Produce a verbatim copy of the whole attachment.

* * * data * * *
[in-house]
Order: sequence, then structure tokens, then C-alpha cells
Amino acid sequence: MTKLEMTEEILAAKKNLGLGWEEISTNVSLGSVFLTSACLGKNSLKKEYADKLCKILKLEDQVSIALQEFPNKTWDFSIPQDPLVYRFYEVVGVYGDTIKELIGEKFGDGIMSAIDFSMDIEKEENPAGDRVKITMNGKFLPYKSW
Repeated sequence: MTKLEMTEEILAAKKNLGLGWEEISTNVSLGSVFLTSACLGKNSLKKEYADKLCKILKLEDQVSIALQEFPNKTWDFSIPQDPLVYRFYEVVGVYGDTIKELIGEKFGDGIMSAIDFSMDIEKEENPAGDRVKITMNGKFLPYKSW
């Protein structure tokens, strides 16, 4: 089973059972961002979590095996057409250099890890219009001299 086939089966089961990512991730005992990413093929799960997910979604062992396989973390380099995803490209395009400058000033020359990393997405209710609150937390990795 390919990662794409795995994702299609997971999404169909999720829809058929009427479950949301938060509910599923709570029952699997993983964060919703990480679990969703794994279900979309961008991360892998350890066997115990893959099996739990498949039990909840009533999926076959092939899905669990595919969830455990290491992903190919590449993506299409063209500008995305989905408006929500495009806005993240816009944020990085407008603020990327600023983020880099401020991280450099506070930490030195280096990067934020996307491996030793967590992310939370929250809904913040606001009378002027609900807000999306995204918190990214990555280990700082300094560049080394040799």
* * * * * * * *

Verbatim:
[in-house]
Order: sequence, then structure tokens, then C-alpha cells
Amino acid sequence: MTKLEMTEEILAAKKNLGLGWEEISTNVSLGSVFLTSACLGKNSLKKEYADKLCKILKLEDQVSIALQEFPNKTWDFSIPQDPLVYRFYEVVGVYGDTIKELIGEKFGDGIMSAIDFSMDIEKEENPAGDRVKITMNGKFLPYKSW
Repeated sequence: MTKLEMTEEILAAKKNLGLGWEEISTNVSLGSVFLTSACLGKNSLKKEYADKLCKILKLEDQVSIALQEFPNKTWDFSIPQDPLVYRFYEVVGVYGDTIKELIGEKFGDGIMSAIDFSMDIEKEENPAGDRVKITMNGKFLPYKSW
């Protein structure tokens, strides 16, 4: 089973059972961002979590095996057409250099890890219009001299 086939089966089961990512991730005992990413093929799960997910979604062992396989973390380099995803490209395009400058000033020359990393997405209710609150937390990795 390919990662794409795995994702299609997971999404169909999720829809058929009427479950949301938060509910599923709570029952699997993983964060919703990480679990969703794994279900979309961008991360892998350890066997115990893959099996739990498949039990909840009533999926076959092939899905669990595919969830455990290491992903190919590449993506299409063209500008995305989905408006929500495009806005993240816009944020990085407008603020990327600023983020880099401020991280450099506070930490030195280096990067934020996307491996030793967590992310939370929250809904913040606001009378002027609900807000999306995204918190990214990555280990700082300094560049080394040799």